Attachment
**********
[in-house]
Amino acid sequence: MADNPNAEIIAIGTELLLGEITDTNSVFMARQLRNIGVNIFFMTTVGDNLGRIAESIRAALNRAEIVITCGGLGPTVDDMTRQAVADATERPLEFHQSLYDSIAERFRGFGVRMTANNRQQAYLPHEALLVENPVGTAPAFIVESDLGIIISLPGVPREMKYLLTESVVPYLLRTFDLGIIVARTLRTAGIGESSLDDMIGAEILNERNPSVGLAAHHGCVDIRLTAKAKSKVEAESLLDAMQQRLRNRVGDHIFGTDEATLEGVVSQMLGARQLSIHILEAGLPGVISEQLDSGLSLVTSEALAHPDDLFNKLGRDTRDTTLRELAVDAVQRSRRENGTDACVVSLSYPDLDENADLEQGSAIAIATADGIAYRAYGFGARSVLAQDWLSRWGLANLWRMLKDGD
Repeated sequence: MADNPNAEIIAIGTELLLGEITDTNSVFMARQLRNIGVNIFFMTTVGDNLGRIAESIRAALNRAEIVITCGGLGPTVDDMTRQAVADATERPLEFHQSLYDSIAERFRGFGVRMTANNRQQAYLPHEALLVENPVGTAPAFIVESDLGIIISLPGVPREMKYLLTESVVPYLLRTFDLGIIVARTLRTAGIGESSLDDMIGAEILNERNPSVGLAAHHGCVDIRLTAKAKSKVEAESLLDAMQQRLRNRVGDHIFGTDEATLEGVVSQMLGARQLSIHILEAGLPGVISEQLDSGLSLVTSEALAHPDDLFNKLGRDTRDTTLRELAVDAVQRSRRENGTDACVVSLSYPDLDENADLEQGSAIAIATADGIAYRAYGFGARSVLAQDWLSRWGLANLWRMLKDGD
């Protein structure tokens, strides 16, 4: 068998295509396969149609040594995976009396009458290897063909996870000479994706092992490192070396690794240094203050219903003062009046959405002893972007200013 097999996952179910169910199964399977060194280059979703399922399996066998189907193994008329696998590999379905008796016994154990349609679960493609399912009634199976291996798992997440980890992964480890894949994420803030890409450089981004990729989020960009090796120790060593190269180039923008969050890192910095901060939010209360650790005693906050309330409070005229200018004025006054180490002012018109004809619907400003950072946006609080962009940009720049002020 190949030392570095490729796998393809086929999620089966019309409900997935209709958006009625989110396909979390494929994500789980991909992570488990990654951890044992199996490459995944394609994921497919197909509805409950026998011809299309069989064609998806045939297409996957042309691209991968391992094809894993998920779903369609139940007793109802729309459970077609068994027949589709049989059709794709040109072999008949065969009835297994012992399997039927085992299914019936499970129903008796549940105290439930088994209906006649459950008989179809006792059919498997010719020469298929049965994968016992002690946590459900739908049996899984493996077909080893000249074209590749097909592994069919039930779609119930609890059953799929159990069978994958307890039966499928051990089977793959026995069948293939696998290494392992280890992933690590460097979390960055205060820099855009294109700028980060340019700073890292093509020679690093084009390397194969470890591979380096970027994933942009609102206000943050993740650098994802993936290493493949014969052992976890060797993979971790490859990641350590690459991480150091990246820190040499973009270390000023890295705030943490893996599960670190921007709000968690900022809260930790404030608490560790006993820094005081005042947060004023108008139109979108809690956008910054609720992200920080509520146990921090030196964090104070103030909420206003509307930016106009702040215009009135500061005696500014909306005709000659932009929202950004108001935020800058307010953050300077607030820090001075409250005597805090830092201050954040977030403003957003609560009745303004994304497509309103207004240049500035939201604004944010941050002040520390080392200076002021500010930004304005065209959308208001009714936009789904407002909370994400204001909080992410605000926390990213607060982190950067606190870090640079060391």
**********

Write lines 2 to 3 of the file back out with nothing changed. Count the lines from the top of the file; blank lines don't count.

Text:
Amino acid sequence: MADNPNAEIIAIGTELLLGEITDTNSVFMARQLRNIGVNIFFMTTVGDNLGRIAESIRAALNRAEIVITCGGLGPTVDDMTRQAVADATERPLEFHQSLYDSIAERFRGFGVRMTANNRQQAYLPHEALLVENPVGTAPAFIVESDLGIIISLPGVPREMKYLLTESVVPYLLRTFDLGIIVARTLRTAGIGESSLDDMIGAEILNERNPSVGLAAHHGCVDIRLTAKAKSKVEAESLLDAMQQRLRNRVGDHIFGTDEATLEGVVSQMLGARQLSIHILEAGLPGVISEQLDSGLSLVTSEALAHPDDLFNKLGRDTRDTTLRELAVDAVQRSRRENGTDACVVSLSYPDLDENADLEQGSAIAIATADGIAYRAYGFGARSVLAQDWLSRWGLANLWRMLKDGD
Repeated sequence: MADNPNAEIIAIGTELLLGEITDTNSVFMARQLRNIGVNIFFMTTVGDNLGRIAESIRAALNRAEIVITCGGLGPTVDDMTRQAVADATERPLEFHQSLYDSIAERFRGFGVRMTANNRQQAYLPHEALLVENPVGTAPAFIVESDLGIIISLPGVPREMKYLLTESVVPYLLRTFDLGIIVARTLRTAGIGESSLDDMIGAEILNERNPSVGLAAHHGCVDIRLTAKAKSKVEAESLLDAMQQRLRNRVGDHIFGTDEATLEGVVSQMLGARQLSIHILEAGLPGVISEQLDSGLSLVTSEALAHPDDLFNKLGRDTRDTTLRELAVDAVQRSRRENGTDACVVSLSYPDLDENADLEQGSAIAIATADGIAYRAYGFGARSVLAQDWLSRWGLANLWRMLKDGD